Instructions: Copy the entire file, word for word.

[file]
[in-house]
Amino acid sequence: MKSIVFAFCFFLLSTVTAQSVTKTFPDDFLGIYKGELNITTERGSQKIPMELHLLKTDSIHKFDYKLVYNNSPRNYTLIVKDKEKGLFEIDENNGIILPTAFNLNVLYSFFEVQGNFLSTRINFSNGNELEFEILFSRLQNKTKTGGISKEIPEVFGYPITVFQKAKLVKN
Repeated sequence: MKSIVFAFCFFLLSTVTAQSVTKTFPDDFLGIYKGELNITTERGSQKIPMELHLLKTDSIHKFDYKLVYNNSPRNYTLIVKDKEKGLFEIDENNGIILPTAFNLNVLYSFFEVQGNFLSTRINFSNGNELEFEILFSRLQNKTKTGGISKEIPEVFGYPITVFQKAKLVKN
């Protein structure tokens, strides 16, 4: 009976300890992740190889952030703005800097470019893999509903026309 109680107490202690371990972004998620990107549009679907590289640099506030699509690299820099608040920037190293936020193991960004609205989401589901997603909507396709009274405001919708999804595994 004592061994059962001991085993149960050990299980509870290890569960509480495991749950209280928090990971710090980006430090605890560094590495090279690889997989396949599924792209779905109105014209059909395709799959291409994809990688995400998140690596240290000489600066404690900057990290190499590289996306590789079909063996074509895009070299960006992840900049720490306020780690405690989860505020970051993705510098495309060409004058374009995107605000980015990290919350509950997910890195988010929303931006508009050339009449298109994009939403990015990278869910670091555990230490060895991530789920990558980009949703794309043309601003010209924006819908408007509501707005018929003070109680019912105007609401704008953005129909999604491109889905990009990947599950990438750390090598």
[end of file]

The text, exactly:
[in-house]
Amino acid sequence: MKSIVFAFCFFLLSTVTAQSVTKTFPDDFLGIYKGELNITTERGSQKIPMELHLLKTDSIHKFDYKLVYNNSPRNYTLIVKDKEKGLFEIDENNGIILPTAFNLNVLYSFFEVQGNFLSTRINFSNGNELEFEILFSRLQNKTKTGGISKEIPEVFGYPITVFQKAKLVKN
Repeated sequence: MKSIVFAFCFFLLSTVTAQSVTKTFPDDFLGIYKGELNITTERGSQKIPMELHLLKTDSIHKFDYKLVYNNSPRNYTLIVKDKEKGLFEIDENNGIILPTAFNLNVLYSFFEVQGNFLSTRINFSNGNELEFEILFSRLQNKTKTGGISKEIPEVFGYPITVFQKAKLVKN
């Protein structure tokens, strides 16, 4: 009976300890992740190889952030703005800097470019893999509903026309 109680107490202690371990972004998620990107549009679907590289640099506030699509690299820099608040920037190293936020193991960004609205989401589901997603909507396709009274405001919708999804595994 004592061994059962001991085993149960050990299980509870290890569960509480495991749950209280928090990971710090980006430090605890560094590495090279690889997989396949599924792209779905109105014209059909395709799959291409994809990688995400998140690596240290000489600066404690900057990290190499590289996306590789079909063996074509895009070299960006992840900049720490306020780690405690989860505020970051993705510098495309060409004058374009995107605000980015990290919350509950997910890195988010929303931006508009050339009449298109994009939403990015990278869910670091555990230490060895991530789920990558980009949703794309043309601003010209924006819908408007509501707005018929003070109680019912105007609401704008953005129909999604491109889905990009990947599950990438750390090598």